The following is the summary of “Most Patients With Autoimmune Chronic Spontaneous Urticaria Also Have Autoallergic Urticaria, but Not Vice Versa,” published in the February 2023 issue of Allergy and Clinical Immunology by Yi-Kui Xiang, et al.

Scientists have identified two different types of chronic spontaneous urticaria (CSU) that are linked to mast cell-activating autoantibodies: autoimmune chronic spontaneous urticaria (aiCSU) and autoallergic chronic spontaneous urticaria (aaCSU). The former is associated with IgG anti-high-affinity receptor for the Fc region of immunoglobulin E (FcεRI)/IgE, while the latter is associated with immunoglobulin E (IgE) anti-autoallergens. Researchers conducted a study to determine the prevalence of two CSU endotypes: aaCSU and aiCSU. The study included 111 CSU patients and their IgE levels were analyzed to thyroid peroxidase and interleukin 24 for aaCSU, and for aiCSU. The study also compared clinical and laboratory parameters in patients with either aaCSU, aiCSU, or both.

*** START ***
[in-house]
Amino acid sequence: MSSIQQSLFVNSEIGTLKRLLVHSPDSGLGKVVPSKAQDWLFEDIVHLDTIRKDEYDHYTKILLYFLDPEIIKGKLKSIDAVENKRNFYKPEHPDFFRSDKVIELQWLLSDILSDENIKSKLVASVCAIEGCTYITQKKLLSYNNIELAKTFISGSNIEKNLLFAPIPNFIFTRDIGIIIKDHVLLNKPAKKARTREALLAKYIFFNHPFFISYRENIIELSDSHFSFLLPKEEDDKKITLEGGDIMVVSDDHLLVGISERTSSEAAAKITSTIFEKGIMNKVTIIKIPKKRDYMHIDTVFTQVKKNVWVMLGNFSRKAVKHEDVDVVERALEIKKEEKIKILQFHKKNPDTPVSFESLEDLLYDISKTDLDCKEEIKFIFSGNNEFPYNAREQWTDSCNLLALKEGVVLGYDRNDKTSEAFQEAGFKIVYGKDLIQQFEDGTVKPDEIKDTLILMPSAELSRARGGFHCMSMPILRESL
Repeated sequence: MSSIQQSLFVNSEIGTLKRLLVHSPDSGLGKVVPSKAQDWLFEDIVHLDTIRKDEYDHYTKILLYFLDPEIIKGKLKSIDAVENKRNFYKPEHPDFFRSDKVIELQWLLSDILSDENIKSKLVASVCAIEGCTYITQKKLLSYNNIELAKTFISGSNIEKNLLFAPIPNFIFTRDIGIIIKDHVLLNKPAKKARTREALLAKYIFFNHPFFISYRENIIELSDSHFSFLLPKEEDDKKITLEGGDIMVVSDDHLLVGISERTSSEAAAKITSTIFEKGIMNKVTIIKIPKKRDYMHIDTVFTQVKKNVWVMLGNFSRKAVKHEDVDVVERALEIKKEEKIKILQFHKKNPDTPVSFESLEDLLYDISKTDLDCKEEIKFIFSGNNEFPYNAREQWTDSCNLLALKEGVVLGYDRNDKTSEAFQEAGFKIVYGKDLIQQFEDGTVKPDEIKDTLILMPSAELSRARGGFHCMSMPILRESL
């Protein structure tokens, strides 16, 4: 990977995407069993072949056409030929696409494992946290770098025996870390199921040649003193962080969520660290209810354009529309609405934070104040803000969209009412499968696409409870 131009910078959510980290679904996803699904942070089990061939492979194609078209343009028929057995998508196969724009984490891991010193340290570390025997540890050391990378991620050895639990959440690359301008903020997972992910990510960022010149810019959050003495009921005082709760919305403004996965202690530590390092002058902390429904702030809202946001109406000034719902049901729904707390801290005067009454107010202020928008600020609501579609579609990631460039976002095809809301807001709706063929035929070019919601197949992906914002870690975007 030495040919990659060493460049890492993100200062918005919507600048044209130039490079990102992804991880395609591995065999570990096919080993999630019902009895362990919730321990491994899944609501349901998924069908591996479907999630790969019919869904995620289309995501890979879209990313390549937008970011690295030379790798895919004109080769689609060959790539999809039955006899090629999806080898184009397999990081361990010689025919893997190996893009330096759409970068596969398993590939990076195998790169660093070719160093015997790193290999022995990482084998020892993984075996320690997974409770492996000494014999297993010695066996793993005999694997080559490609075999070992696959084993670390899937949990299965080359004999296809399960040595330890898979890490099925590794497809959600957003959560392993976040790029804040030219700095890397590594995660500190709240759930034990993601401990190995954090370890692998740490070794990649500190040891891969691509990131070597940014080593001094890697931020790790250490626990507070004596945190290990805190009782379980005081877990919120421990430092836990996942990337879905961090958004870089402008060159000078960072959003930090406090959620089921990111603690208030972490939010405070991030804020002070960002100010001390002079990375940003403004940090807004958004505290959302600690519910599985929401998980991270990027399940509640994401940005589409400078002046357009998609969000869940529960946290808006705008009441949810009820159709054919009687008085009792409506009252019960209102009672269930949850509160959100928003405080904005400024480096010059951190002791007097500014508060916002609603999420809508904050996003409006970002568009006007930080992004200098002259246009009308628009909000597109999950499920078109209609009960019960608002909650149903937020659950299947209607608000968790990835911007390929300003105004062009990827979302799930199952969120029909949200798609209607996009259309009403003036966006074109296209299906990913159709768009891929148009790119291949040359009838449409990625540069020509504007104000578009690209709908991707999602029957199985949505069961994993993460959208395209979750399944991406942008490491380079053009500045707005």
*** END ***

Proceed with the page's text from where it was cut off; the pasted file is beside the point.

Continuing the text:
The study examined 111 patients with CSU and found that 58% of them had autoallergic CSU (aaCSU), and 8% had autoimmune CSU (aiCSU). Of the patients with aiCSU, 8 out of 9 also had aaCSU, while only 8 out of 64 patients with aaCSU had aiCSU. Overall, 7% of patients had both aiCSU and aaCSU, 41% had neither, and 16% tested negative for all markers of aiCSU and aaCSU assessed. The study also found that patients with aaCSU or aiCSU tend to differ from those without. Patients with stand-alone aaCSU are typically younger, while patients with aiCSU, with or without aaCSU, are more often female and experience more severe quality of life impairment. The authors suggest that their findings regarding aiCSU coexisting with aaCSU should be confirmed in larger, multicenter studies and that further research is needed to better understand the pathophysiology of autoimmunity driven by autoreactive IgE and/or IgG in CSU.